“charcuterie The Fun and Easy Choice for Apps

Decisions are often hard to make, especially when you’re hungry. How often do you go to a restaurant and agonize over what to order? There are so many good choices and and if you’re really ready to eat, you want an easy appetizer that will satisfy without spoiling the meal. Charcuterie is a healthy, simple choice that’s also fun to eat.

What is charcuterie?

Charcuterie is technically the art of preparing meat such as salami, ham, sausage, or pate, but in local restaurant terms, it often refers to the meats presented on a board and the spread that comes with it. Typically the sliced meats are accompanied by a selection of cheeses, some breads and jams, and often some honey. The do-it-yourself aspect of a charcuterie board is great for sharing.

While the accompaniments are a great way to add a variety of flavors, they are there to enhance the taste of the star ingredient the meats. So if you’re planning to share some charcuterie, let’s get more familiar with some popular selections.

The stars

Cured, hard sausage:

Often referred to here as salami, sausages are a popular charcuterie item. Chefs typically like to offer a sweet version along with one that is hot or garlicky. You could have a sweet Italian sausage on board with a spicy soppressata or a smoky chorizo. Coppa is another version made with pork neck and shoulder.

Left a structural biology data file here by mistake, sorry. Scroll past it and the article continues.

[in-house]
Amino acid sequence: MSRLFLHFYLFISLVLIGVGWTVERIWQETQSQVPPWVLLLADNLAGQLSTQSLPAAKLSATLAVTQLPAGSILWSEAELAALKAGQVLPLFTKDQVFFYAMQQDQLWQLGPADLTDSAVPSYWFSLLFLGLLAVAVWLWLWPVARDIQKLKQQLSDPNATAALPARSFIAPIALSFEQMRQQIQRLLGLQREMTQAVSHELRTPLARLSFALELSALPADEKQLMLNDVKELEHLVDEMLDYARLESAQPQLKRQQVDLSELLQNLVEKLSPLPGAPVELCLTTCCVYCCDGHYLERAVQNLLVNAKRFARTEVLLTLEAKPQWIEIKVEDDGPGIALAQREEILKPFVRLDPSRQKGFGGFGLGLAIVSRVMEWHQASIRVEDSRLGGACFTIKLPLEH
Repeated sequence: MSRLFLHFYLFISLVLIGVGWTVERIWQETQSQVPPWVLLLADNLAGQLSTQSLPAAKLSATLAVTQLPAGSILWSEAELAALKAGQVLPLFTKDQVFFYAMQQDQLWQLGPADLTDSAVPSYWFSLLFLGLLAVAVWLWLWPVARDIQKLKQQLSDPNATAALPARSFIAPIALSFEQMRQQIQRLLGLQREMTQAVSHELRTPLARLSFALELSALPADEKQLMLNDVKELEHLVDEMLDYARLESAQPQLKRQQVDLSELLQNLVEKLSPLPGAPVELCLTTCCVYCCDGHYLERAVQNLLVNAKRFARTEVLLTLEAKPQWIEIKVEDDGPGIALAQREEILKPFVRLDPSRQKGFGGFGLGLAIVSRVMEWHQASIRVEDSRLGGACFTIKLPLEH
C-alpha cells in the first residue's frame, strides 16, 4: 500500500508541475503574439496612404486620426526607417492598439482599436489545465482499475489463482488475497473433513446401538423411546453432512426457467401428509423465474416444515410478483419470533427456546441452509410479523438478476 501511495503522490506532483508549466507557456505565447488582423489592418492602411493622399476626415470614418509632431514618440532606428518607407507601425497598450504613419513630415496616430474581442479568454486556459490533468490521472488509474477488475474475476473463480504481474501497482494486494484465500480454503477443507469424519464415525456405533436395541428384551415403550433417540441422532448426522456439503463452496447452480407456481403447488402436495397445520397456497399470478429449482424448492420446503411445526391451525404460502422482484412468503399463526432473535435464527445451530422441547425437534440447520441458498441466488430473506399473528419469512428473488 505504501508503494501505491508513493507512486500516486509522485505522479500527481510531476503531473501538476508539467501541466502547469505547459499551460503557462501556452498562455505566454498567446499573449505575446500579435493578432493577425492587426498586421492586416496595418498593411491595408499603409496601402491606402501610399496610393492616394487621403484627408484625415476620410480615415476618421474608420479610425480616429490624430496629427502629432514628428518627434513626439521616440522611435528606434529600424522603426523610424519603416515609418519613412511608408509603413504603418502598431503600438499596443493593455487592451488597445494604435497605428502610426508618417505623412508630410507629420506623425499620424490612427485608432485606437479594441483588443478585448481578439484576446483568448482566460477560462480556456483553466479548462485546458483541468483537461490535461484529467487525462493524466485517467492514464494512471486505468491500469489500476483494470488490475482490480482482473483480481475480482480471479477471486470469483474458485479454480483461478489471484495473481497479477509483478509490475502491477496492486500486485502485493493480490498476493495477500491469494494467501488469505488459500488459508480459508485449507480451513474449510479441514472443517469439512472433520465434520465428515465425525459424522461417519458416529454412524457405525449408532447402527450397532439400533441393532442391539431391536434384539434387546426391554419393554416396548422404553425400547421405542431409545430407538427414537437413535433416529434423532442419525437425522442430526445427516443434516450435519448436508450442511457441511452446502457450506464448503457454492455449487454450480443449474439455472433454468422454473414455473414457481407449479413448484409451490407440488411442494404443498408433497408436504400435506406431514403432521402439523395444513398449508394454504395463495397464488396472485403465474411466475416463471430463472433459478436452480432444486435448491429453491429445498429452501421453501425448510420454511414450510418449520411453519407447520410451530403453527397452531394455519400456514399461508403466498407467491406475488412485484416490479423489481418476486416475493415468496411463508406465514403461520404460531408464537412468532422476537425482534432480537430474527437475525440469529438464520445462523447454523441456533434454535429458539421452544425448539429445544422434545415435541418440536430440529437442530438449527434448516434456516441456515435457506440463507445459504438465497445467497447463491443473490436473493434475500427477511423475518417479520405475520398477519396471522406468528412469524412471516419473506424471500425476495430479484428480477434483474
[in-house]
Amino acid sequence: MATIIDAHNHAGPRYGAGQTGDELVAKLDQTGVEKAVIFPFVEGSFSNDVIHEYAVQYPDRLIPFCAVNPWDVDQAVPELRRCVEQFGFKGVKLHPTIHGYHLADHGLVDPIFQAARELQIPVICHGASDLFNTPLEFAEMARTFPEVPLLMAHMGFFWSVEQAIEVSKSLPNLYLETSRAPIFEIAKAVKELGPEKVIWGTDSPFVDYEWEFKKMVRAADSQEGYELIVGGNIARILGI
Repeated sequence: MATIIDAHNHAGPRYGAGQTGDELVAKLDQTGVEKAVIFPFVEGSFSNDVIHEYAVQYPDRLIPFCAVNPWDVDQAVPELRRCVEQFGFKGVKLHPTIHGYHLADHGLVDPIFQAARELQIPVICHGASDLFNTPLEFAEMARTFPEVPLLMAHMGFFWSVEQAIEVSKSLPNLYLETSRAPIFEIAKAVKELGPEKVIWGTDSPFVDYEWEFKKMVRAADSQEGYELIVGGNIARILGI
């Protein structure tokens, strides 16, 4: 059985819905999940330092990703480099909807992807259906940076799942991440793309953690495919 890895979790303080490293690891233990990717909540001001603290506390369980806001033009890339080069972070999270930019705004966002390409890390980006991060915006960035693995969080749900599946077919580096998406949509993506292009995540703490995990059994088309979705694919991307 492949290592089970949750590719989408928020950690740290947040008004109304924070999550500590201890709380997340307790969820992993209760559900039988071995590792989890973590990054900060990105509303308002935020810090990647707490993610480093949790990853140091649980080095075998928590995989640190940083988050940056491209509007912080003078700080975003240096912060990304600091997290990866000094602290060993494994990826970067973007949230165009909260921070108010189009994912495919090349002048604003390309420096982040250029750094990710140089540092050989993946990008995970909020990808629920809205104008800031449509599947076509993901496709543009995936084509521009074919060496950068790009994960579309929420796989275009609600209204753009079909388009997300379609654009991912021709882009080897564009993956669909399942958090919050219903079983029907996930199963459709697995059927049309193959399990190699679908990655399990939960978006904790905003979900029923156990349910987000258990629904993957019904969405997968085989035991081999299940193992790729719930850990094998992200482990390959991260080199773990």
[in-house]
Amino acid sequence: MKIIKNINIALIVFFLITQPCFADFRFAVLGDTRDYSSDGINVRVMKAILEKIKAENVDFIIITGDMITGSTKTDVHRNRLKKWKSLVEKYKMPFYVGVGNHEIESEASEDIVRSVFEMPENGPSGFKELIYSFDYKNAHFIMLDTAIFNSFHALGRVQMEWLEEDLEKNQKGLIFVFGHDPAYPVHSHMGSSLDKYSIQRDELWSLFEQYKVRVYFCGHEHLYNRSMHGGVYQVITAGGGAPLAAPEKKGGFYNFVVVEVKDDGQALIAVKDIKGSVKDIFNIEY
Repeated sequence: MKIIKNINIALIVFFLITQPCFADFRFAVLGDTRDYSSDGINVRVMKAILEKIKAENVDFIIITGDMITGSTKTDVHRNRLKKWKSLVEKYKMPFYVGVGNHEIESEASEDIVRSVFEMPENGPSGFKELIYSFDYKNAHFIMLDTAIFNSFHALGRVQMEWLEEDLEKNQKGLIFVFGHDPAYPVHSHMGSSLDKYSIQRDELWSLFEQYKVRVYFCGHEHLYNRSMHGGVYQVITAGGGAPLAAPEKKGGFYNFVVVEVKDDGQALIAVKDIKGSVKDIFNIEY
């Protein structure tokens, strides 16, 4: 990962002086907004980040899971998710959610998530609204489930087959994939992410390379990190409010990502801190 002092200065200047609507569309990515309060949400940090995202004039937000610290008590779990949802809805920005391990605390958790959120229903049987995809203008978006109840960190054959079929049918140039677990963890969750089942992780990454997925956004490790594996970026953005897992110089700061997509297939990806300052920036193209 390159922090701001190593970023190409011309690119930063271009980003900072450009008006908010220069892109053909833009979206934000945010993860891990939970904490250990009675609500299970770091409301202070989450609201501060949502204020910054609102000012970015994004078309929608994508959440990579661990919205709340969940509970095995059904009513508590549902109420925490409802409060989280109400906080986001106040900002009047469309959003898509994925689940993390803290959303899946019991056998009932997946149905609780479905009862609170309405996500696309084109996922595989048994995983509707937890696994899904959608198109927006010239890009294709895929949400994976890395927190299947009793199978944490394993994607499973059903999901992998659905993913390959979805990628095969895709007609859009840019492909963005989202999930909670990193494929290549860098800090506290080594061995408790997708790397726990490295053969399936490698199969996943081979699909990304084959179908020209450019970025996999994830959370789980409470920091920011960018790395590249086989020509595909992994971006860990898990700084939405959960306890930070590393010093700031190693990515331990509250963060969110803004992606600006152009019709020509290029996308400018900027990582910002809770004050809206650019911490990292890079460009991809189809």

Whole-cut muscle:

Thinly cut pieces of meats work best for charcuterie boards and can include the following:

Lomo embuchado – pork tenderloin that is air dried.

Brasaola beef that is air-dried and aged 2 3 months. This cut is made from top round and is typically dark red in color.

Cessina most often made from the hind leg of beef, but can also come from goat, rabbit, or horse. It is salt-cured and air-dried and appears an almost maroon color.

Prosciutto Italian dry-cured ham. Thinly shaved and often with a line of fat running along the side prosciutto is more tender than some other cuts. It is a favorite not only for charcuterie but for other appetizers as well.

The supporting cast

While it’s always best to sample the charcuterie on it’s own to get a real sense of the subtle flavor differences in the meats, adding other elements makes for a great partnership. Just as wine can enhance the flavors of certain foods, so can the sides that come with the prepared meats.

Slices of bread or toasted baguette work well as a ‘vehicle’ for creating some wonderful combinations of the meat, cheeses, and jams. It’s best to have very simple, or plain bread or crackers.

Whether the jams are sweet or have a bit of kick, just a touch rounds out the experience. You may even want to just try some with the cheese. Certain styles of jams pair best with certain meat and cheese varieties. Honey is also a favorite addition.

For cheese selection Try a combination of hard and soft cheeses and sample ones that come from different milk, such as cow, sheep, or goat.

The perfect opening

Charcuterie is a great way to start a meal, especially when shared with friends. There is typically something for everyone on the board and often you’re able to select your own combinations.

If you’d like to give some a try visit us and create your own platter from prosciutto di Parma, hot Coppa, Soppressata, or spicy salami. Add a bleu, camembert or pecorino and have a little slice of heaven. Pair it with one or two of our wines for the full effect.

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